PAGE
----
Lots of folks are making statements about physician documentation linking positive test results and not being able to code based on lab results. When coding COVID 19, there are exceptions in both cases.
Code only confirmed cases. Code only a confirmed diagnosis of the 2019 novel coronavirus disease (COVID-19) as documented by the provider, documentation of a positive COVID-19 test result, or a presumptive positive COVID-19 test result. For a confirmed diagnosis, assign code U07.1, COVID-19. This is an exception to the hospital inpatient guideline Section II, H. In this context, “confirmation” does not require documentation of the type of test performed; the provider’s documentation that the individual has COVID-19 is sufficient. Presumptive positive COVID-19 test results should be coded as confirmed. A presumptive positive test result means an individual has tested positive for the virus at a local or state level, but it has not yet been confirmed by the Centers for Disease Control and Prevention (CDC). CDC confirmation of local and state tests for COVID-19 is no longer required.
Question: Should presumptive positive COVID-19 test results be coded as confirmed? (3/24/2020) Answer: Yes, Presumptive positive COVID-19 test results should be coded as confirmed. A presumptive positive test result means an individual has tested positive for the virus at a local or state level, but it has not yet been confirmed by the Centers for Disease Control and Prevention (CDC). CDC confirmation of local and state tests for the COVID-19 virus is no longer required.
Answer: The intent of the guideline is to code only confirmed cases of COVID-19. It is not required that a copy of the confirmatory test be available in the record or documentation of the test result. The provider’s diagnostic statement that the patient has the condition would suffice.
Question: Based on the recently released guidelines for COVID-19 infections, does a provider need to explicitly link the results of the COVID-19 test to the respiratory condition as the cause of the respiratory illness to code it as a confirmed diagnosis of COVID-19? Patients are being seen in our emergency department and if results are not available at the time of discharge, we are reluctant to query the physicians to go back and document the linkage when the results come back several days later. (4/1/2020)
Answer: No, the provider does not need to explicitly link the test result to the respiratory condition, the positive test results can be coded as confirmed COVID-19 cases as long as the test result itself is part of the medical record. As stated in the coding guidelines for COVID19 infections that went into effect on April 1, code U07.1 may be assigned based on results of a positive test as well as when COVID-19 is documented by the provider. Please note that this advice is limited to cases related to COVID-19 and not the coding of other laboratory tests. Due to the heightened need to uniquely identify COVID-19 patients, we recommend that providers consider developing facility-specific coding guidelines to hold back coding of inpatient admissions and outpatient encounters until the test results for COVID-19 testing are available.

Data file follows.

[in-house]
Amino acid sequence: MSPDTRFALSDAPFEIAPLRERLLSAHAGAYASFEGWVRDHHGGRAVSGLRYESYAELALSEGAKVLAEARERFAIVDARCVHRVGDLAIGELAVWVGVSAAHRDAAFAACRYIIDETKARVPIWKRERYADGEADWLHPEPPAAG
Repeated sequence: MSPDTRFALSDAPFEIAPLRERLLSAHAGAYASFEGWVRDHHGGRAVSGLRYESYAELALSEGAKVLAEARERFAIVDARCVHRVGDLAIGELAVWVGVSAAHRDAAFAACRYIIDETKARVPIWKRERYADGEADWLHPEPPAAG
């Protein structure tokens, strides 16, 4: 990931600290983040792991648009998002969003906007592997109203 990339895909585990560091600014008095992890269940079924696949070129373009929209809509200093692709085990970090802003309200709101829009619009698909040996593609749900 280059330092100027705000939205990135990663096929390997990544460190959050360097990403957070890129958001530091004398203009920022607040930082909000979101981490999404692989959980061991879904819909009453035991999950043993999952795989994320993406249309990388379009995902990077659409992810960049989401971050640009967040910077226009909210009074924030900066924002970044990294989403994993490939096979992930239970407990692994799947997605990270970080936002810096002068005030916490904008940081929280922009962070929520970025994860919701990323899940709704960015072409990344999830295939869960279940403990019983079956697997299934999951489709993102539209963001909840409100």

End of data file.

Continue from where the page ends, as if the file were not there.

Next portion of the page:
About the author
Lisa Selman-Holman, JD, BSN, RN | President, Selman-Holman, a Briggs Healthcare Company
Lisa has done it all in health care, from being an entry-level nurse to home care executive, and now, national educator and consultant for home health and skilled nursing. She puts her more than 30 years experience into many projects, including editing the only home-health specific coding manual and working one-on-one with home health agencies and skilled nursing facilities through audit and operations reviews.
Need help with coding?
Trust the leading outsourcing experts for accurate ICD-10 coding, delivered in 48 hours or less. Coding Done Right (CoDR) offers full-time or part-time services available for diagnosis coding and quality assurance. The industry’s best coding specialists can help you improve compliance, cost efficiency and time management.
Find out how you can take your ICD-10 diagnosis coding to the next level.